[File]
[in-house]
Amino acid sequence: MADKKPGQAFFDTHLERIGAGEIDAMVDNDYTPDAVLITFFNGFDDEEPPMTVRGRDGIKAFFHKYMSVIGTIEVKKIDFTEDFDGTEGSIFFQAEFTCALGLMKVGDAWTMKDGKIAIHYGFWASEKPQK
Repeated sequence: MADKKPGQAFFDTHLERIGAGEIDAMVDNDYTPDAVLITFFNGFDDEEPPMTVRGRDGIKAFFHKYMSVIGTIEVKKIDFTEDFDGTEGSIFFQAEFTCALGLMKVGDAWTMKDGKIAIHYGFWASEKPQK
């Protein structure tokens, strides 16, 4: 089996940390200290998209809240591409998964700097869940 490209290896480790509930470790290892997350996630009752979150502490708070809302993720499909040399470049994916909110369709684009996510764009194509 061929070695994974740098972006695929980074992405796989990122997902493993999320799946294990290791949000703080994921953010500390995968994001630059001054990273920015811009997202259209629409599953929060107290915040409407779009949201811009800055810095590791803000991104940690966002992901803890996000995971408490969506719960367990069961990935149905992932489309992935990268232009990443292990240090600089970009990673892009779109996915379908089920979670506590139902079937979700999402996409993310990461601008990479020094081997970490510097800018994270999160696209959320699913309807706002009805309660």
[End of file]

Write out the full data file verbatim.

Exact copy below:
[in-house]
Amino acid sequence: MADKKPGQAFFDTHLERIGAGEIDAMVDNDYTPDAVLITFFNGFDDEEPPMTVRGRDGIKAFFHKYMSVIGTIEVKKIDFTEDFDGTEGSIFFQAEFTCALGLMKVGDAWTMKDGKIAIHYGFWASEKPQK
Repeated sequence: MADKKPGQAFFDTHLERIGAGEIDAMVDNDYTPDAVLITFFNGFDDEEPPMTVRGRDGIKAFFHKYMSVIGTIEVKKIDFTEDFDGTEGSIFFQAEFTCALGLMKVGDAWTMKDGKIAIHYGFWASEKPQK
């Protein structure tokens, strides 16, 4: 089996940390200290998209809240591409998964700097869940 490209290896480790509930470790290892997350996630009752979150502490708070809302993720499909040399470049994916909110369709684009996510764009194509 061929070695994974740098972006695929980074992405796989990122997902493993999320799946294990290791949000703080994921953010500390995968994001630059001054990273920015811009997202259209629409599953929060107290915040409407779009949201811009800055810095590791803000991104940690966002992901803890996000995971408490969506719960367990069961990935149905992932489309992935990268232009990443292990240090600089970009990673892009779109996915379908089920979670506590139902079937979700999402996409993310990461601008990479020094081997970490510097800018994270999160696209959320699913309807706002009805309660």